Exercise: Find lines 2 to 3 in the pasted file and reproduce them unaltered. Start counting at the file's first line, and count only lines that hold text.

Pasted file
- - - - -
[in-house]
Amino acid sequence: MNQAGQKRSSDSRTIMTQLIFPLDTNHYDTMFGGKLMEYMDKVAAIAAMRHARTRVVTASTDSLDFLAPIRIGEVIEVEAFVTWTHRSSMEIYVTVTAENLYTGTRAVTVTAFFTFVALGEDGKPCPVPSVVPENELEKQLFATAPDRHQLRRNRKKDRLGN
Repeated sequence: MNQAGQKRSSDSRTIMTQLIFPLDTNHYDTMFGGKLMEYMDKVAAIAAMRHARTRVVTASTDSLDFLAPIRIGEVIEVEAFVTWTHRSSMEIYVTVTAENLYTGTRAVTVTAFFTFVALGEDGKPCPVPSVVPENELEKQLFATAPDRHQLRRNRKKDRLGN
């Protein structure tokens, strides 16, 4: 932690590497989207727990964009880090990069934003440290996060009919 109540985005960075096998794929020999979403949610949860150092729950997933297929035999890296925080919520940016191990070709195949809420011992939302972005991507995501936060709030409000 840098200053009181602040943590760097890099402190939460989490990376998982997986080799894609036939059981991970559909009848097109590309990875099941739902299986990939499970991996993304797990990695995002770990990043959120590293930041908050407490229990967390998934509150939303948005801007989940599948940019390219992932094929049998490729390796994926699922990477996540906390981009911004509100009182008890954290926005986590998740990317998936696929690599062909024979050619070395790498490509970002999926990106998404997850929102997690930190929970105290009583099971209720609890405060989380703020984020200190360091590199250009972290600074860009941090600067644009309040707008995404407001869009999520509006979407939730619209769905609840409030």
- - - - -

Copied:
Amino acid sequence: MNQAGQKRSSDSRTIMTQLIFPLDTNHYDTMFGGKLMEYMDKVAAIAAMRHARTRVVTASTDSLDFLAPIRIGEVIEVEAFVTWTHRSSMEIYVTVTAENLYTGTRAVTVTAFFTFVALGEDGKPCPVPSVVPENELEKQLFATAPDRHQLRRNRKKDRLGN
Repeated sequence: MNQAGQKRSSDSRTIMTQLIFPLDTNHYDTMFGGKLMEYMDKVAAIAAMRHARTRVVTASTDSLDFLAPIRIGEVIEVEAFVTWTHRSSMEIYVTVTAENLYTGTRAVTVTAFFTFVALGEDGKPCPVPSVVPENELEKQLFATAPDRHQLRRNRKKDRLGN